Risk taking, trust, serendipity


“Risk-taking, trust, and serendipity are key ingredients of joy. Without risk, nothing new ever happens. Without trust, fear creeps in. Without serendipity, there are no surprises.”

~ Rita Golden Gelman

A friend shared this with me the other day. I love it !

Allow me to muse on this for a while, then link it into leadership.

Much of my professional and personal life is centred around Purpose, around the WHY of a country, a government body, agency, business, individual, and (of course) myself.

Many walk through life without clarity of their “WHY”, so it is of huge value to have that “North Star”, to know “I’m heading in that direction”.

One thing to be aware of, however, is that it is easy to drop from WHY straight to HOW and to look to therefore exert too much control over that path towards your North Star, to choose the route, method of transportation, schedule and speed of travel.

Be careful.

Control can be of value to create structure, stability, certainty.

However, too much control and we lose the ability to #Flow, to allow for serendipity, so I love the quote from Rita Golden Gelman as a reminder to find balance between Control and Trust.

A favourite phrase of mine is that, on a personal level, I like to have only enough “Structure to allow Flow”. I consciously “control” certain elements of my life so I feel I have freedom to flow.

From Rita’s quote, she talks about trust, taking risks, allowing serendipity.

Serendipity is a word that some may call luck or coincidence. Perhaps, but I don’t believe in luck, I don’t believe in coincidence.

I believe in serendipity.

Perhaps it is a combination of clarity of purpose and creating the environment (both in structure and in belief and energy) to both allow serendipities to emerge and for you to see them in front of you and choose to make them part of your journey.

As Paolo Coelho said (and I wrote around this again a few days ago) :


Thank you for allowing me to muse….

Now, linking this to leadership…

The other day I had a stimulating conversation with a very bright young manager at a global bank as we were at an event and watched an inspiring mutual friend take risks, trust themselves and, in so doing, achieve something remarkable.

This bank, more than almost any other, was massively impacted by the global financial crisis a decade ago. They went from being globally trusted and a source of pride to many, right to the other end of the scale. A pariah, not trusted. Employees went from being proud to work there to not wanting to tell anybody where they worked.

As that last decade has passed there are signs of recovery in that business, yet they still (for understandable reasons) sit with much fear, control, scarcity within the organisation.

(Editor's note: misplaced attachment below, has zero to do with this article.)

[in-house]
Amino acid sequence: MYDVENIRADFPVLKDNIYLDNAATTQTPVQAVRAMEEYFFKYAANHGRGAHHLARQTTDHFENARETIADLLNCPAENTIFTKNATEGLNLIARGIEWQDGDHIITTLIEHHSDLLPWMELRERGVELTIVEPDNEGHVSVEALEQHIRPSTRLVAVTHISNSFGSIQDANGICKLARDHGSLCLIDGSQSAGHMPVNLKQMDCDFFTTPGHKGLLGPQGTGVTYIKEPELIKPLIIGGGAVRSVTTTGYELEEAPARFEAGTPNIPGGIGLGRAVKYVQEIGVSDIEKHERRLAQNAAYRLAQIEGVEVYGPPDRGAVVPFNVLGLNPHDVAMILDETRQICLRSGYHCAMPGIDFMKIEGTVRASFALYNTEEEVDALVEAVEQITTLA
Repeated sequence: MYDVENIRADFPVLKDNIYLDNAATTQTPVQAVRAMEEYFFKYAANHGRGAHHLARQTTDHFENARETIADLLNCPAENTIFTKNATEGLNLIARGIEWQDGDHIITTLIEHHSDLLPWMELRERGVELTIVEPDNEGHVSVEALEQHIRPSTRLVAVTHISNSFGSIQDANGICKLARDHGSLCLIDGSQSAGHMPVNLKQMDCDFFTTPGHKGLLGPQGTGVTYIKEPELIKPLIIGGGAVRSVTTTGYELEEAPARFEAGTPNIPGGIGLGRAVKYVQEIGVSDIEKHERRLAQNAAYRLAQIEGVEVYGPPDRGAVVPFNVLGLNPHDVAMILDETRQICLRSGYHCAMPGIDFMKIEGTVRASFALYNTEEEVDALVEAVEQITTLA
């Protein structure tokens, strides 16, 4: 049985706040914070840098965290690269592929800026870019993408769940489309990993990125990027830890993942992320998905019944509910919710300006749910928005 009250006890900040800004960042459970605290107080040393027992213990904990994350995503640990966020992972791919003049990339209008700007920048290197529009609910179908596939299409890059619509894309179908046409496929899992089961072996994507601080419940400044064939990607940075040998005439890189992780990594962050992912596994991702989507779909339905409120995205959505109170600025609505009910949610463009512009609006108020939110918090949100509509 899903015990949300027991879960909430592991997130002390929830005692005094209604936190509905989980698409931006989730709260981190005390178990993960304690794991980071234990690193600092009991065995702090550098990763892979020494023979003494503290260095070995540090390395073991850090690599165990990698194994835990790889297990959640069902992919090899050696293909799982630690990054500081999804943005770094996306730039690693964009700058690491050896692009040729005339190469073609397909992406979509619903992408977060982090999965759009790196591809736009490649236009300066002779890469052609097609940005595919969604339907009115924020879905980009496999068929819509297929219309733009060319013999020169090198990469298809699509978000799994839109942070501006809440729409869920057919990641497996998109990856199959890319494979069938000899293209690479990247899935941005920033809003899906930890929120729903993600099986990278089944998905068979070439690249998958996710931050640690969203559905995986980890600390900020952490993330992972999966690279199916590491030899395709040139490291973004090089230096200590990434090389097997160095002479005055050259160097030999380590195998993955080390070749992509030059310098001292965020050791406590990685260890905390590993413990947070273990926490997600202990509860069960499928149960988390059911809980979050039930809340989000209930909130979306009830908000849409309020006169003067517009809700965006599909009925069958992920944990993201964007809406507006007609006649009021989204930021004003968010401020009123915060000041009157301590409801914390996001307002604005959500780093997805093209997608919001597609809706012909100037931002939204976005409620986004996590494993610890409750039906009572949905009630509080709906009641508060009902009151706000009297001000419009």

Regulation, compliance, risk assessment, “regulatory risk and oversight”, credit lending that has swung the pendulum to being the most restrictive I’ve seen in the several decades of my career with active involvement in financing businesses, projects, initiatives.

Fear still is much stronger than Trust in banking.

So, as I talked with this bright and energetic young leader about innovation, disruption, technology, they asked for my thoughts around whether their bank could compete and even lead in this rapidly changing world.

My take, which is illustrated beautifully by the Rita Gelman quote above, is that much more trust is needed in order to take risks and so as to allow serendipity.

A bank can invest massively in projects, innovation labs, startups, sponsor incubators, accelerators, innovation labs etc, train their people again and again on behaviours needed to innovate etc.

However, unless the entire organisation, from the top down (an emotive phrase I repeatedly use is “the fish rots from the head”) shifts from a paradigm of fear and control to one of trust that allows for risk and serendipity, much of the investment they are making will be lost, hence they will struggle to compete and to lead.

Purpose is key to creating this level of trust. Banking leaders must also choose to Trust their people deeply and freely. Yes, an element of balance is needed, particularly in banking (not only are the banks fear base, but the regulators and public are too!), and it is critical that such leaders do ensure they allow a balance of Control and Trust, of Structure to allow Flow. Allow risk, allow serendipity, Trust you will reach the North Star and that you don’t have to know the route or the method of transportation!

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